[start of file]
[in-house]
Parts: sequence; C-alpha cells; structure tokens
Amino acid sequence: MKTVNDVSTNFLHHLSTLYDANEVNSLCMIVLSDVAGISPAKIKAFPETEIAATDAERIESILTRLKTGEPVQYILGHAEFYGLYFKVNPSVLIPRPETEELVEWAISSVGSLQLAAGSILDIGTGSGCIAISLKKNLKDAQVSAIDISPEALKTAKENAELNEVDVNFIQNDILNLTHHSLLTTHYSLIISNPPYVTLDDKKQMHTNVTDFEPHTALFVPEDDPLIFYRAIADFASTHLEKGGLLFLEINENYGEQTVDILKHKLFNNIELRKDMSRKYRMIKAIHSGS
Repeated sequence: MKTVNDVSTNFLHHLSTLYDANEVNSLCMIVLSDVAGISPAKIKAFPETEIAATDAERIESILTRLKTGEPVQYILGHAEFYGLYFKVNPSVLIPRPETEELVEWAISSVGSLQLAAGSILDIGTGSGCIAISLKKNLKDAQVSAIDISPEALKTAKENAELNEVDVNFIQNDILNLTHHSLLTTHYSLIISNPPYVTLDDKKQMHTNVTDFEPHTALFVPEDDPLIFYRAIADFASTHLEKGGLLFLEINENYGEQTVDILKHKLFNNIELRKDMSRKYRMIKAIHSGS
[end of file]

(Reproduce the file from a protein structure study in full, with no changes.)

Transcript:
[in-house]
Parts: sequence; C-alpha cells; structure tokens
Amino acid sequence: MKTVNDVSTNFLHHLSTLYDANEVNSLCMIVLSDVAGISPAKIKAFPETEIAATDAERIESILTRLKTGEPVQYILGHAEFYGLYFKVNPSVLIPRPETEELVEWAISSVGSLQLAAGSILDIGTGSGCIAISLKKNLKDAQVSAIDISPEALKTAKENAELNEVDVNFIQNDILNLTHHSLLTTHYSLIISNPPYVTLDDKKQMHTNVTDFEPHTALFVPEDDPLIFYRAIADFASTHLEKGGLLFLEINENYGEQTVDILKHKLFNNIELRKDMSRKYRMIKAIHSGS
Repeated sequence: MKTVNDVSTNFLHHLSTLYDANEVNSLCMIVLSDVAGISPAKIKAFPETEIAATDAERIESILTRLKTGEPVQYILGHAEFYGLYFKVNPSVLIPRPETEELVEWAISSVGSLQLAAGSILDIGTGSGCIAISLKKNLKDAQVSAIDISPEALKTAKENAELNEVDVNFIQNDILNLTHHSLLTTHYSLIISNPPYVTLDDKKQMHTNVTDFEPHTALFVPEDDPLIFYRAIADFASTHLEKGGLLFLEINENYGEQTVDILKHKLFNNIELRKDMSRKYRMIKAIHSGS